TS: Did your grandparents advise you in any way or teach you in any way how to work with that situation?
JM: They did. Once they realized—especially my grandfather—the amount of difficulty I was having in school, he finally sat down with me and said, "Grandson, you can't be running away from school because you don't want to learn to run away from situations that are tough." He explained this to me because he spoke Lakota as well—all of my grandparents did—and he took the time to explain to me then what "school" was about and why it was necessary. Whether we liked it or not, it was necessary. It was something we had to do. And he told me that he knew I could do it. Once he explained those things to me and spoke to me very gently and took the time to outline what was expected of me, then it was easy to contend with. It wasn't easy overall but it was easier to face.
TS: You were raised, Joseph, by your maternal grandparents and I'm wondering if you can share with us a little bit about what that situation was like. Give us a visual of what your early childhood was like.
JM: I was told that I was given to them, or taken to them, when I was just a few months old for several reasons. My parents were working and my father had several jobs going from one ranch to another to break horses for ranchers so it was not a lifestyle in which an infant was safe or comfortable. So I was given to my maternal grandparents. And we lived various places that I can remember, some more concretely than others.
It was in a northern part of the Rosebud Reservation, near a little town called White River, South Dakota —in that general area. One of the communities on our reservation was called Horse Creek and that was our community. Another one was called Swift Bear and we were in that community as well. But it was, in most ways, very carefree for me. I was allowed to play. I was encouraged to play, to wander about by myself and explore my territory. There were about 150 square miles of land and meadows and a river and creeks and hills that I and a couple of dogs could go and just explore and see what was out there. It was their way of encouraging me to understand my environment and deal with whatever was out there, be it good or bad, whether it was dangerous rattle snakes or rabbits or coyotes or a fast-moving creek—I had to learn to deal with that.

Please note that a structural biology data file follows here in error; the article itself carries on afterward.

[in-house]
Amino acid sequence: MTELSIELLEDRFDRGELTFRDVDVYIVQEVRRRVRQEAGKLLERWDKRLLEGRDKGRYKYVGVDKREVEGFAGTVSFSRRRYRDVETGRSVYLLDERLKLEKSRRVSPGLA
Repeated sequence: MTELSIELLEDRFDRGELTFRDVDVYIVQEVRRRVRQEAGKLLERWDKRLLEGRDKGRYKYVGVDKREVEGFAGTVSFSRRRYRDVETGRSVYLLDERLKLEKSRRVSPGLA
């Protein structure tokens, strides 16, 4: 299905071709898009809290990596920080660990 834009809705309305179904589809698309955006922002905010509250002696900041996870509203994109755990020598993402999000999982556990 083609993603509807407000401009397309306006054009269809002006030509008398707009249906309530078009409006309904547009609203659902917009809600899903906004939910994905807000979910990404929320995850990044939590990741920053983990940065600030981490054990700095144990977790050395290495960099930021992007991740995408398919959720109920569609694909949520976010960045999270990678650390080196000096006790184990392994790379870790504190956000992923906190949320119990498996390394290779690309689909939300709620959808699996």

That was my childhood. It was carefree in many respects and very adventurous. They didn't forbid me to go to somewhere, some place or do something unless it was very, very dangerous. And then they would tell me, "You can't go there because ..." Generally speaking, I respected that because I respected my grandparents. But it was always out in the open. Even in the winter time we were always outside doing things, out in the environment working or playing. I had a couple of dogs and I had access to horses. I was put on the back of a riding horse when I was four or five years old and I had to learn to keep my balance and stay on—that was the way it was done for a long time.
That was the way I was from my end of the experience. Because my grandparents were, when I came to them, in their fifties and sixties—actually, my grandmother was 47 and my grandfather was 61. There were also people of their age and people of their generation—our relatives and friends—who came to visit. We visited them. There were a lot of social occasions. There was church on Sundays, for example, where everybody got together and when those things happen, then the old people always drew the children to them, to talk to them or to visit about things and to tell stories. So that was the foundation ... that is the foundation of who I am. That contact with those old people and how they were as people—the kinds of things that they had to say, not just to me but to all of the other children that were there and the kinds of lessons they taught with their stories. So that was my childhood. It was, as far as I'm concerned, over much too quickly.
TS: Now, Joseph, here you are, you're in your 60s and you live what one could say would be a Western lifestyle currently in terms of your home, your cars, and everything. How much do you think of your early experience and the wisdom that you learned from your grandparents and the people of their age? How much of that wisdom really applies in our modern world? What does and what doesn't?